Autumn is upon us and you’re still working from home. The novelty of working from home has most certainly started to wear off. Without the re-assuring repetitiveness of your daily commute and the friendly banter from your team, you may be feeling as bleak as the weather.
Not everyone finds it easy to work from home, especially if you are distracted by children, your partner (who is also trying to work from home), household chores, and the doorbell constantly ringing. Here are some suggestions on how to keep your motivation levels up whilst working from home shared by Nimesh Shah, from Feel Good Contacts:
Create a routine
The structure makes our brains happy because the patterns and routines we don’t have to think about will allow our brains to go into autopilot. Establishing a set routine (with some room for flexibility) will give your day some structure. This should make you more efficient, productive, and hopefully more at ease in these uncertain times. A routine is just as important for your mental health as it is for your productivity levels. It can be as simple as getting up at the same time every day, reading a book or doing a workout, making a coffee and breakfast, then setting down to start your workday. Personalise the routine to work for you. As long as you are consistent and the routine loosely mimics the one you had when you were at the office, it should work for you.
Even if you put on sweatpants and a jumper, putting on your daytime clothes will make a big difference to your mindset. If you work in your pyjamas you’ll still be in ‘relax mode’ which won’t make you feel motivated to get things done. You don’t have to put clothes on that will make you uncomfortable like jeans, comfort is the aim, just make sure they are clothes you would actually wear outside. The added bonus of this is that when you leave the house to get food or do some exercise, you’ll already be ready.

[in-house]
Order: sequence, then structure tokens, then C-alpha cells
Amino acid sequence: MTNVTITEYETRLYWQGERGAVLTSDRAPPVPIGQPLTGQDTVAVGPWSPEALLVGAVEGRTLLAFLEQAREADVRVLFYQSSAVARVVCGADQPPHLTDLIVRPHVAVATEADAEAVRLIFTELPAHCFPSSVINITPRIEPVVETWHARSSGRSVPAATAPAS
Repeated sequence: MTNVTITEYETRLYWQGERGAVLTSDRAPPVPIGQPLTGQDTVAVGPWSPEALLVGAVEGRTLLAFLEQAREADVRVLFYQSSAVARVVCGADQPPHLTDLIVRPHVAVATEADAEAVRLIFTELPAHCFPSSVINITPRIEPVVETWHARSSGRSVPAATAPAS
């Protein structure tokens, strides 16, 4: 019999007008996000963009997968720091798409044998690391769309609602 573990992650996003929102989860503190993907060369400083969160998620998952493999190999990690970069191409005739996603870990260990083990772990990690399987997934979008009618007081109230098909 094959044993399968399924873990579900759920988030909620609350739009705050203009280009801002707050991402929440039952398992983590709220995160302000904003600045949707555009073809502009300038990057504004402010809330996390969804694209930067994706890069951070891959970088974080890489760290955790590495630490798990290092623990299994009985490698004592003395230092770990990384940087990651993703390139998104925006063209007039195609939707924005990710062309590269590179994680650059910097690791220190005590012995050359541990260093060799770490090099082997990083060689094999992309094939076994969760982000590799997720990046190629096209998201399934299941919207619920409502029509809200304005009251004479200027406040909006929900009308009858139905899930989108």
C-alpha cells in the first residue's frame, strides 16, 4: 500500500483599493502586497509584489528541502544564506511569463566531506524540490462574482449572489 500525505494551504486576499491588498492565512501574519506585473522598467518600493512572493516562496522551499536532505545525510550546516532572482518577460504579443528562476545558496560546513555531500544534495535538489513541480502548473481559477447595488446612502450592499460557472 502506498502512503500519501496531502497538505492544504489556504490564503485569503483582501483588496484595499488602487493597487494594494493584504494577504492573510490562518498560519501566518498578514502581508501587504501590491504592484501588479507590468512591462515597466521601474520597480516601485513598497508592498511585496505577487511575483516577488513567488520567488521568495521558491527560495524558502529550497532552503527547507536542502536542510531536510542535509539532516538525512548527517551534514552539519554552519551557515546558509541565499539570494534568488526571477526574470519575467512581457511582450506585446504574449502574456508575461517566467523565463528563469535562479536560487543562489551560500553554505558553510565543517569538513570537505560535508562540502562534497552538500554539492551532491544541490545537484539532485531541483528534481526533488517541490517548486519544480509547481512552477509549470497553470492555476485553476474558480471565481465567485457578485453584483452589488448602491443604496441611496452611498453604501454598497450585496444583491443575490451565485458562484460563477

Designate a workspace
If you work in bed you may be comfortable – although not for long as you may develop back issues – however, your mind probably won’t be in ‘work mode’. If you don’t have a desk, the dining room table or even the sofa are better places to work than your bed. The key think is to find a space that will take you away from household distractions and get you to focus on the job.
Communication is key
You can’t turn around to your boss or colleagues and ask that quick question when you’re not in the office. Communication is even more important when the only way to contact your co-workers is online by phone. You’ll probably find yourself having more regular meetings via video chat, which will help you all to be on the same page about all the projects you’re working on. Use these weekly catch ups to iron out any work-load issues and any areas of concern so that the problem doesn’t escalate.
Make mobility part of your routine
Seeing the same four walls non-stop isn’t good for anyone. Exercise will stop you from feeling lethargic from sitting at home all day. So leave your phone at home and go for a walk or a run early before the start of the day. Another option is to exercise at lunchtime to energise yourself in the middle of the day. If you can find time for more exercise then why not try some deskercise?
It’s important to have the right level of room lighting. I appreciate that it’s a fine line between good lighting that provides enough illumination and bright lighting that borders on glare. You need comfortable lighting to be able to see all kinds of documents, but these must be ones that will not blind you. Also, the lighting should not be too dim as this will make you feel sleepy and less productive.
Stick to your work hours
We are well aware of how bad screen time can be for your health. So unless you have a particular deadline that you need to hit, you should stick to your structured work hours as much as possible. It’s important to be able to relax after your workday and not keep thinking about work. This is easier to do if you shut the laptop and ignore your emails from the moment your workday ends.
Try to organise fun and relaxing things for yourself to do after work. Pop on an eye mask and have a long warm bath, have a solo disco, a video chat or read a book to help you slip more easily into ‘relax mode’.